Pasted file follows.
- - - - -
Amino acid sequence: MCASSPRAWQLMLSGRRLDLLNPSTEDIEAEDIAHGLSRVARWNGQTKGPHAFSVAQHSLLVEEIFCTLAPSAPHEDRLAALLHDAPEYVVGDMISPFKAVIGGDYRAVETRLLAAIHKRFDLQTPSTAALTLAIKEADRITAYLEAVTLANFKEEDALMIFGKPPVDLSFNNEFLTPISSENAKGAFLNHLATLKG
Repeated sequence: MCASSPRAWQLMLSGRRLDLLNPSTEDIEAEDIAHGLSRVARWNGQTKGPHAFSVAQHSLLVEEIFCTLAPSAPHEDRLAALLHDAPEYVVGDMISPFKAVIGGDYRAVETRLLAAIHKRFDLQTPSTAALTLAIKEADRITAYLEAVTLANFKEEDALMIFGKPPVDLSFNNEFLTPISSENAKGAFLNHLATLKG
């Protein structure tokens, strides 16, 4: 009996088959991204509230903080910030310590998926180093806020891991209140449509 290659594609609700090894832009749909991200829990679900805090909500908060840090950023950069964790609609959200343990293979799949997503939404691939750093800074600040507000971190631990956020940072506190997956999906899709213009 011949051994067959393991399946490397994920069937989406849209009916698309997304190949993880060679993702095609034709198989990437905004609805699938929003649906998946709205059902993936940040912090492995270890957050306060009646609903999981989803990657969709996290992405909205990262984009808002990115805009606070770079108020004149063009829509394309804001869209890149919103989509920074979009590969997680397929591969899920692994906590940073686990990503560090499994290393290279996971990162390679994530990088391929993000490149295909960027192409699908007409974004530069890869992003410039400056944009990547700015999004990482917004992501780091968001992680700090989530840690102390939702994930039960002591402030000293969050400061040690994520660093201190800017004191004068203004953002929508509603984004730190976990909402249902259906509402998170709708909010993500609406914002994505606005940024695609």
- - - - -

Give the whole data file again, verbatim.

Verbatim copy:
Amino acid sequence: MCASSPRAWQLMLSGRRLDLLNPSTEDIEAEDIAHGLSRVARWNGQTKGPHAFSVAQHSLLVEEIFCTLAPSAPHEDRLAALLHDAPEYVVGDMISPFKAVIGGDYRAVETRLLAAIHKRFDLQTPSTAALTLAIKEADRITAYLEAVTLANFKEEDALMIFGKPPVDLSFNNEFLTPISSENAKGAFLNHLATLKG
Repeated sequence: MCASSPRAWQLMLSGRRLDLLNPSTEDIEAEDIAHGLSRVARWNGQTKGPHAFSVAQHSLLVEEIFCTLAPSAPHEDRLAALLHDAPEYVVGDMISPFKAVIGGDYRAVETRLLAAIHKRFDLQTPSTAALTLAIKEADRITAYLEAVTLANFKEEDALMIFGKPPVDLSFNNEFLTPISSENAKGAFLNHLATLKG
């Protein structure tokens, strides 16, 4: 009996088959991204509230903080910030310590998926180093806020891991209140449509 290659594609609700090894832009749909991200829990679900805090909500908060840090950023950069964790609609959200343990293979799949997503939404691939750093800074600040507000971190631990956020940072506190997956999906899709213009 011949051994067959393991399946490397994920069937989406849209009916698309997304190949993880060679993702095609034709198989990437905004609805699938929003649906998946709205059902993936940040912090492995270890957050306060009646609903999981989803990657969709996290992405909205990262984009808002990115805009606070770079108020004149063009829509394309804001869209890149919103989509920074979009590969997680397929591969899920692994906590940073686990990503560090499994290393290279996971990162390679994530990088391929993000490149295909960027192409699908007409974004530069890869992003410039400056944009990547700015999004990482917004992501780091968001992680700090989530840690102390939702994930039960002591402030000293969050400061040690994520660093201190800017004191004068203004953002929508509603984004730190976990909402249902259906509402998170709708909010993500609406914002994505606005940024695609």